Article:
I agree with how expensive Escorts -- or any Ford -- are to repair in the area of OEM Ford parts. I went to a dealer's parts department to buy an oil drain plug, which is nothing more than a short little bolt, and they wanted US$17! I asked about the factory repair manual and they wanted almost US$200 per volume. A plastic heater control knob was US$40 if backordered. I then went to a major chain auto parts store and purchased substitutions for these items: US$26 total. An electronics repair shop gave me a knob that fit for free.
I don't know what the paint problem and rust situation is. I live in a sand pit (Southwestern US) and the average wind speeds around here are about 15-20 miles an hour. I've had the car 3-4 years, it has about 156000 miles (about 250000 km) on it, and I'm not getting rid of it anytime soon. Its bodywork is in great shape, and while the engine had some problems and I've put $1000 US dollars into it, at 150000, some things are going to go. Labour on these cars are expensive because the engine essentially has to be taken out of the car. When my clutch went out it was $750. $170 clutch, $580 labour.
I would agree that the Ford Escort is expensive to fix, but nothing could be more expensive than shop time. I have gone under my Escort myself rather than send it to the shop, just because the design is so tightly packed. It's a nightmare to work on, with the alternator buried deep in the engine and the oil filter over, under and behind wires and cables, to name a few examples. To do a (usually) simple repair took a few weeks, because of special tools needed. On our Volvo, there wasn't anything you couldn't reach, and there was no need for any special tools. I wish that were the case with the Escort.
To the 21st Sep 2004, 20:31 commenter... My 1991 Ford Escort had 346,000KM when I got rid of it.
I own a Ford Escort. I got it for 500. It had been in a front end collision, I went to the junk yard, got a new radiator, bumper, fenders, lights and grille, both airbags and paint for under £300.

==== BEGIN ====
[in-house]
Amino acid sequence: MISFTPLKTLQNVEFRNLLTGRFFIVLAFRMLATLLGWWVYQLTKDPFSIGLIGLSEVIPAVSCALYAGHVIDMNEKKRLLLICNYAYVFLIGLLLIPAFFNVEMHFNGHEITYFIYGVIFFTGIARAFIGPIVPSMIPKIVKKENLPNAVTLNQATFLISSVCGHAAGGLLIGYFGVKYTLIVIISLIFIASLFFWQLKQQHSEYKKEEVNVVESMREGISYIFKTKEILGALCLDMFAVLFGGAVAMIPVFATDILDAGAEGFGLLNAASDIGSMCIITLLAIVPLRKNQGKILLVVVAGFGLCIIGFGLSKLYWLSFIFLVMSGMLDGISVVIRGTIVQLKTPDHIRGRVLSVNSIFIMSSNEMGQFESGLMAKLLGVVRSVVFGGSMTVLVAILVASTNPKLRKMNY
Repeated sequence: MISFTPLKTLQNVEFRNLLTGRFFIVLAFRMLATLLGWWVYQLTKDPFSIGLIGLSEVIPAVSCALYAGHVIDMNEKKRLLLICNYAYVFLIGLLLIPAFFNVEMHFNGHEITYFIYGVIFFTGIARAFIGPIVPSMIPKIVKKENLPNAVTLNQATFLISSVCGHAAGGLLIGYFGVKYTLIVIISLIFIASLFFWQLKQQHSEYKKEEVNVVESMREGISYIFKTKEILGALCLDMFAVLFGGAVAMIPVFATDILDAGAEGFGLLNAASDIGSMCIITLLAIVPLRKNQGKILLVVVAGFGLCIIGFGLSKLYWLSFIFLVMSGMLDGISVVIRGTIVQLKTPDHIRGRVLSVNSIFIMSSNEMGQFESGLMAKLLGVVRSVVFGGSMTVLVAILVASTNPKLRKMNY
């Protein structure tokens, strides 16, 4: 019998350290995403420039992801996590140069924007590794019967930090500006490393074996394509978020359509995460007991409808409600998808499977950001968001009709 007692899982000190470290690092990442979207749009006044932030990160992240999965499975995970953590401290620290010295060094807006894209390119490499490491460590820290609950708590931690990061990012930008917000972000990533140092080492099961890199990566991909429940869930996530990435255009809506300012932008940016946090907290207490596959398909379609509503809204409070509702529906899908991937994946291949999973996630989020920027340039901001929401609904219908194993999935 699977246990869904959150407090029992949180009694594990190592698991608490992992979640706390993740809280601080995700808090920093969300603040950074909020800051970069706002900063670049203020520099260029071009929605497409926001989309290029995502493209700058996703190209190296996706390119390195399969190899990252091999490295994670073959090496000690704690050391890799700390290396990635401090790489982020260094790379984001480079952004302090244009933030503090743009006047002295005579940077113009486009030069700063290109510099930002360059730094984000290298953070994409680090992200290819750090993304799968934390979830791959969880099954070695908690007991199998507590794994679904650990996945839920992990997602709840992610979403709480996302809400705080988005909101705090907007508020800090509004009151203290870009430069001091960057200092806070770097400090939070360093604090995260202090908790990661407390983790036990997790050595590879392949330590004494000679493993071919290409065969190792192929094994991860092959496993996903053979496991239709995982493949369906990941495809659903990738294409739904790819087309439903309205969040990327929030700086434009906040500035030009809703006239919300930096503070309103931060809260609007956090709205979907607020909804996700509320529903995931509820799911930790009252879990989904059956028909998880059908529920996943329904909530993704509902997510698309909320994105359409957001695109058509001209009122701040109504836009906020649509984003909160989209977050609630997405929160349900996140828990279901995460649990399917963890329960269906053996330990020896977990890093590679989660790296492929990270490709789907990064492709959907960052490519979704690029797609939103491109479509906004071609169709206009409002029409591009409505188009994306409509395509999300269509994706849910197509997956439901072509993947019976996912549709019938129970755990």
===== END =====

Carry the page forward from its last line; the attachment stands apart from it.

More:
Since then it needed an alignment because of the crash, a new exhaust and a rear control bar, which was only 50 bucks for the control bar and muffler, so you need to learn to do your own work, and the car won't die.
I agree that ALL vehicles are expensive to repair if you have to take it to a shop for the repairs. I have been a Ford dealership mechanic for 16 years and just bought a 95 Ford Escort in excellent shape. Needs a new cylinder head due to over heating (found 7 cracks in the head). I'll install a new water pump and timing belt when I install the new head.
When the generation 2 Escorts came out in 1991, and even to this day, they are very reliable, economical vehicles. Hardly any recalls (unlike the Contour).
I purchased this Escort for $250.00US I'll have probably 1,000 dollars into it when I'm done, but I am a mechanic, which yes, will save me a ton in labor.
The Escorts from 91 to 2002 are very good vehicles in my opinion.
Um... several commenters have reported that the 1.9 in the Escort is a tightly packed design. I don't find this to be true, particularly the part about the "buried alternator." It's the first thing you see at the top of the engine bay right next to the timing belt cover! I could see the oil filter being a reach for the short-armed, but there's nothing really "in the way" on my 95... Likely an unscrupulous mechanic told you these things in an effort to up the repair bills.
Bought a 96 Escort LX for $800. Drove it from San Diego, Calif to Sisseton, SD.
Have had a few problems such as the leaky gas hose from when you pour it in to the tank. The hose where it connects to the tank was time-eroded and was easily fixed with gorilla glue, and then the heat went out.